As air travel continues to be more competitive, a windowless airplane concept from The Centre for Process Innovation might become a reality. The windowless airplane concept is rather ingenius, replacing the row of small porthole-sized windows along an airplane’s fuselage with an external-facing wide-angle camera and an internal display. The new design could increase the structural stability of the aircraft, while at the same time decreasing the weight, thereby making windowless airplanes even more fuel-efficient.

The new design eliminates the windows and allows aircraft manufacturers to use solid walls throughout the entire fuselage. Those little porthole windows are nice for travelers, but they’re significantly more complex from an engineering standpoint. Since they’re usually double-paned and have thick liners to eliminate the possibility of leaks, they add quite a bit of weight to the plane, as well. The windowless airplane concept would instead put a high-resolution wide-angle video camera (or a series of cameras) along the outside of the plane, to capture footage of the surrounding airspace. This video feed could then be delivered to interior-facing huge displays. As seen in the video below, this would also allow the functional interior of the plane to be wider, which could in turn make seats wider, as well.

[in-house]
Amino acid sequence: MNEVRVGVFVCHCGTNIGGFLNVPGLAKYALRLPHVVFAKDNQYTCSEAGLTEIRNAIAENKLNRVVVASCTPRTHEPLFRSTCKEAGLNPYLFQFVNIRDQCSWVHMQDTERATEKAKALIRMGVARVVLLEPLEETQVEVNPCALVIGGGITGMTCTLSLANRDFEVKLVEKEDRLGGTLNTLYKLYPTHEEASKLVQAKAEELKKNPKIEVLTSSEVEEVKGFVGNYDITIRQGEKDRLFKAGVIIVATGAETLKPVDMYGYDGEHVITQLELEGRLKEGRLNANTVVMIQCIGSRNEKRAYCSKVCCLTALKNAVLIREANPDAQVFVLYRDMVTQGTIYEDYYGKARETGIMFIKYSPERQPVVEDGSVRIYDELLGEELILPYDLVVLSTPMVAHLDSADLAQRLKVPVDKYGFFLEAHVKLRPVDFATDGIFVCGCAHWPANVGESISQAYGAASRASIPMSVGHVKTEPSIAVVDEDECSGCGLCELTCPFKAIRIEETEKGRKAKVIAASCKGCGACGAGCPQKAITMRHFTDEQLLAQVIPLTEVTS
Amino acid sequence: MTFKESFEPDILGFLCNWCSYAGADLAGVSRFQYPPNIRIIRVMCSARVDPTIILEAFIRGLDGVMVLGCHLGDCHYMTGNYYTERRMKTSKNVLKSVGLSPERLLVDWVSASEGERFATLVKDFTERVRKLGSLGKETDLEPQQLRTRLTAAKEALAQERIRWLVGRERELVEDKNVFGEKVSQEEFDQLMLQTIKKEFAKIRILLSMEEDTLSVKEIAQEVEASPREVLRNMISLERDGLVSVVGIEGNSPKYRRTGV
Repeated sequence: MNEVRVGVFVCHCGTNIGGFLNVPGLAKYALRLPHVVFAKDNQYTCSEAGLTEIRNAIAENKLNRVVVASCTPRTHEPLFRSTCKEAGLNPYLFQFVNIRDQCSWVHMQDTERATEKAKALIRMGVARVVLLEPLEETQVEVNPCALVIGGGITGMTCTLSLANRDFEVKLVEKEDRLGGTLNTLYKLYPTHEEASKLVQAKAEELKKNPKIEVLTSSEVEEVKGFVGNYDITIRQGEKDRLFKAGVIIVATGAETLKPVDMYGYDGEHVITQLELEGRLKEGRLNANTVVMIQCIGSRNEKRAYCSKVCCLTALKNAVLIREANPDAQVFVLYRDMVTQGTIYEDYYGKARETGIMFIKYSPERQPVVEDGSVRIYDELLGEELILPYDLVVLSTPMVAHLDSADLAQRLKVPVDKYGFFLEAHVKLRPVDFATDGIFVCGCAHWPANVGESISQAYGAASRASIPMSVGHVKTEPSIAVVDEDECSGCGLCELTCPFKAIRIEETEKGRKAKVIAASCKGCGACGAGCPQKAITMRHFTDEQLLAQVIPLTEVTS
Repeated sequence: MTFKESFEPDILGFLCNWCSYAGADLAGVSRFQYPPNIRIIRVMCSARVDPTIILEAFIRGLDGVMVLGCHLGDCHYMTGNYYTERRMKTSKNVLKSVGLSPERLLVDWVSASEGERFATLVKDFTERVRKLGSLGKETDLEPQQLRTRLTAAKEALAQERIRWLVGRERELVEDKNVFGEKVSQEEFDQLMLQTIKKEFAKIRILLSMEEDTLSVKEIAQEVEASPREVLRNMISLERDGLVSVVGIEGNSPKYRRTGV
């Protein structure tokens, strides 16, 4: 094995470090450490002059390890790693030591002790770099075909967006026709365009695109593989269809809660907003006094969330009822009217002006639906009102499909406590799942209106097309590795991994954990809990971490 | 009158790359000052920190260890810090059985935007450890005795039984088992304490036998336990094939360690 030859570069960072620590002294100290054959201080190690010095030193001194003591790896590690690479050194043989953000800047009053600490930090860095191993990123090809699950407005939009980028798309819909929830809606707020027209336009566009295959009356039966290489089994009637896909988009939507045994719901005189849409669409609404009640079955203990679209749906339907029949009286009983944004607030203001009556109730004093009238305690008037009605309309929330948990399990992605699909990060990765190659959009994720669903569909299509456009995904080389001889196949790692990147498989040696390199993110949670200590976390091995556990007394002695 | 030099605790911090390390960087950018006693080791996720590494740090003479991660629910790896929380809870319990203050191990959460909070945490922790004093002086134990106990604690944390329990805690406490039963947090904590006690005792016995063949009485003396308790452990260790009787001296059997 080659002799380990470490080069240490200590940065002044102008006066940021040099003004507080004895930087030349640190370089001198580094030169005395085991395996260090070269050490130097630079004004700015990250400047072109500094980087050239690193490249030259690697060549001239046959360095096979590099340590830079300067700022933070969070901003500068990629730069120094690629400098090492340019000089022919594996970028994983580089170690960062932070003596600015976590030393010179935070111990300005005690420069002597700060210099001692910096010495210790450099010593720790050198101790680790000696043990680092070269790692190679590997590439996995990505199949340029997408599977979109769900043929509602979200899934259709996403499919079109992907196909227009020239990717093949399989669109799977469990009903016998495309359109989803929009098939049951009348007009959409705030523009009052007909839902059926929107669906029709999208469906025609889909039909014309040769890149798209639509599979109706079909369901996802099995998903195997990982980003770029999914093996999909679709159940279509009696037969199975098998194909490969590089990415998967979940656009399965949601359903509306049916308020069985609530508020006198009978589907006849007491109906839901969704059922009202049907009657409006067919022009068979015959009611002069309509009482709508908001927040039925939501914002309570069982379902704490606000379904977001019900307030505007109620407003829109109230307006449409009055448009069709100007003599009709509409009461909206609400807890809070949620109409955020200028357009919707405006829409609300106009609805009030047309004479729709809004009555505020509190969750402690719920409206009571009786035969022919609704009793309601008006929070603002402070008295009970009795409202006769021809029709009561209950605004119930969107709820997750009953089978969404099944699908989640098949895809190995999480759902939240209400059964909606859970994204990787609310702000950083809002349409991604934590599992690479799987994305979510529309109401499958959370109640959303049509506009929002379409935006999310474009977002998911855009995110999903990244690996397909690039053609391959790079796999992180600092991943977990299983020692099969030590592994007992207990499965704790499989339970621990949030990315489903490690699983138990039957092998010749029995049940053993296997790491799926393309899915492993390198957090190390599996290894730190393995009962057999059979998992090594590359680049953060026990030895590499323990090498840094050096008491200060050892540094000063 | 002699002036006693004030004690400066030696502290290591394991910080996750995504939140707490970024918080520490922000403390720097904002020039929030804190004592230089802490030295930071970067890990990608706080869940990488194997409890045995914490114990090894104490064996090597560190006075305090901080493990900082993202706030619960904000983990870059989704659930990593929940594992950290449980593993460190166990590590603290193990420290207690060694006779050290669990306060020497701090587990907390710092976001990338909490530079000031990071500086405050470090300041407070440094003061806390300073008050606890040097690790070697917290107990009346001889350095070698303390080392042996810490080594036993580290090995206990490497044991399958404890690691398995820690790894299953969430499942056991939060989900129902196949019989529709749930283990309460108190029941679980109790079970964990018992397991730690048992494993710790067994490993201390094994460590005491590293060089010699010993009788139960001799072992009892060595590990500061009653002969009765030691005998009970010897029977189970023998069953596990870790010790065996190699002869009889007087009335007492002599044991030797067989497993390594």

This system could also be upgraded to add more benefits to passengers, such as a touchscreen menu to order meals and snacks, or more detailed information about the terrain over which they’re traveling. Since the technology itself exists, making this windowless airplane a reality is closer than you think – you could see this on commercial aircraft within the next ten years.

Would you give up a window seat for this?